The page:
Tennis: Roger Federer, Caroline Wozniacki reach semifinals at Miami Open
Roger Federer and Caroline Wozniacki rolled through the first few matches of the Miami Open, never facing any significant challenges. That changed Thursday, and both survived.
The fourth-seeded Federer fought off two match points before beating No. 10 Tomas Berdych 6-2, 3-6, 7-6 (6) in a quarterfinal matchup. Wozniacki rallied with far less drama, the No. 12 seed topping second-seeded Karolina Pliskova 5-7, 6-1, 6-1 to reach the final at Key Biscayne for the first time in her 10 appearances at the tournament.
“I’m happy today to have come through somehow,” Federer said. “I definitely got very lucky at the end. But I think I showed great heart today, Tomas really started to step it up and it was a great match at the end.”
Federer is now 4-0 in tiebreakers at this tournament, none of the first three as pressure-packed as the one he needed Thursday. He was serving for the match at 5-3 and got broken, had a match point in the next game and couldn’t convert, then was down 6-4 in the breaker before winning the final four points.
“I just lost by one point. That’s what happened. Very simple, very straightforward,” Berdych said. “He was the one serving out the match, didn’t make it. I had a match point, didn’t make it. I had two, didn’t make it. So what else to say?”
Federer improved to 17-1 this year and will face No. 12 Nick Kyrgios in the semifinals on Friday.
Kyrgios defeated 16th-seeded Alexander Zverev, 6-4, 6-7 (9), 6-3, in the last of the men’s quarterfinals, a match that lasted 2 1/2 hours. Kyrgios had 16 aces, no double faults and never faced a break point, though his 19-year-old opponent saved five match points before falling.
Zverev fought off three match points in the second-set tiebreaker, and won the set when Kyrgios — who pulled off two between-the-legs shots on the same point in the first set — tried another that didn’t work.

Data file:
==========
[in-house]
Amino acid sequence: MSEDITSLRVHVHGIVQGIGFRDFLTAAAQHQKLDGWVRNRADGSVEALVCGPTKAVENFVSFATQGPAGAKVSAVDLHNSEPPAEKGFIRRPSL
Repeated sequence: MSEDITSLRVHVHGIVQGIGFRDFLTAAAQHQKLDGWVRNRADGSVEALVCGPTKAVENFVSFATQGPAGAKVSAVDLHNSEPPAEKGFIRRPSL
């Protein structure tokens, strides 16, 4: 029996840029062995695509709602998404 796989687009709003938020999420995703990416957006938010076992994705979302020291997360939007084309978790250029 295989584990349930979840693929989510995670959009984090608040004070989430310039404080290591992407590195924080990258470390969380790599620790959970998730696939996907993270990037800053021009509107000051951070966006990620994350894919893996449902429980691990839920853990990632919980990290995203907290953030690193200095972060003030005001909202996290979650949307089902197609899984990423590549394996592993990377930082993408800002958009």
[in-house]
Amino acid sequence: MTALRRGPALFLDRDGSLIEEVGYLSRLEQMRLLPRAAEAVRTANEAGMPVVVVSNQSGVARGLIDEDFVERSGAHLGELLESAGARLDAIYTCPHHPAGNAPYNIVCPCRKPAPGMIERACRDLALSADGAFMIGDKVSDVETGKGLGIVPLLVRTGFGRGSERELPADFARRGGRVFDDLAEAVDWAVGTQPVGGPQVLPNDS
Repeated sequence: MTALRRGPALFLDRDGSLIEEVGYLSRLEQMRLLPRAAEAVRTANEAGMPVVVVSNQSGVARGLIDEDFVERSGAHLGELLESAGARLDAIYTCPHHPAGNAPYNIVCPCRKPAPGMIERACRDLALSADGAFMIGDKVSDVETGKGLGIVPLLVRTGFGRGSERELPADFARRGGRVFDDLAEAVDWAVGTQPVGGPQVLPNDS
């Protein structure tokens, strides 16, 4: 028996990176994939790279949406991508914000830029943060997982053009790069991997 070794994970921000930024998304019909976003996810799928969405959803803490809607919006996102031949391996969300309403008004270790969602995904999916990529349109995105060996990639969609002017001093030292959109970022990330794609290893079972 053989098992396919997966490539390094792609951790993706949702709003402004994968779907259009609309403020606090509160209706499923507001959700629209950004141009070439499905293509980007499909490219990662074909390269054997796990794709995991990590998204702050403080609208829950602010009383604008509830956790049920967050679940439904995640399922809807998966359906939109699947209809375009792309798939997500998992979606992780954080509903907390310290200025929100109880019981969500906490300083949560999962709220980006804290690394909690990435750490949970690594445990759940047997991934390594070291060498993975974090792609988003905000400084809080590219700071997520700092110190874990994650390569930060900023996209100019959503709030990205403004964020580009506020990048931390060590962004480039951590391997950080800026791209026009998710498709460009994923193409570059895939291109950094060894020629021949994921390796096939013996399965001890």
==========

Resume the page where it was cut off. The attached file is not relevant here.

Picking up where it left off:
Wozniacki got her trouble out of the way early, winning 12 of the final 14 games in her semifinal matchup.
Wozniacki will play No. 10 Johanna Konta in Saturday’s championship match. Konta topped No. 11 Venus Williams, 6-4, 7-5, in the second semifinal, one that ended just after midnight.
“This is one of the few tournaments where I’ve never made a finals,” Wozniacki said. “I think my best result here was semifinals five years ago. It’s always been a tournament where I wouldn’t say I struggle, but I’ve just not had the results I wanted.”
That’s not the case this year.
The part-time South Florida resident — she has a place in nearby Miami Beach, practices at Key Biscayne sometimes, even has been courtside at Miami Heat games — was clearly the fresher player as the match unfolded on a sunny, 80-degree afternoon. She wasted three set points in the opening set, won the first three games in the second set and kept rolling.
“I got a good start to the second set and that kind of got me fired up,” Wozniacki said.
In Federer’s case, the second set is where things started going awry.
He needed only 26 minutes to take the first set, before Berdych — battling through a gimpy left ankle — found his stride. Federer broke for 4-2 in the third, was serving for the match at 5-3 and got broken at love, then let a match point get away later.
But he held on, joining Rafael Nadal and Fabio Fognini in the semifinals.
“Sick atmosphere,” Federer told the crowd afterward. “Thanks for making it very special.”
This will be the second consecutive time two double-digit seeds make the women’s final at Key Biscayne, after No. 13 Victoria Azarenka beat No. 15 Svetlana Kuznetsova a year ago.
No. 11 Venus Williams and No. 10 Johanna Konta were to play for the other spot in the women’s final later Thursday night.
“It’s extremely special,” Wozniacki said. “Having a place here, training here in the offseason, playing kind of on home advantage, it’s special to be in my first finals here. I’m extremely excited.”
Go beyond the scoreboard
Get the latest on L.A.'s teams in the daily Sports Report newsletter.
You may occasionally receive promotional content from the Los Angeles Times.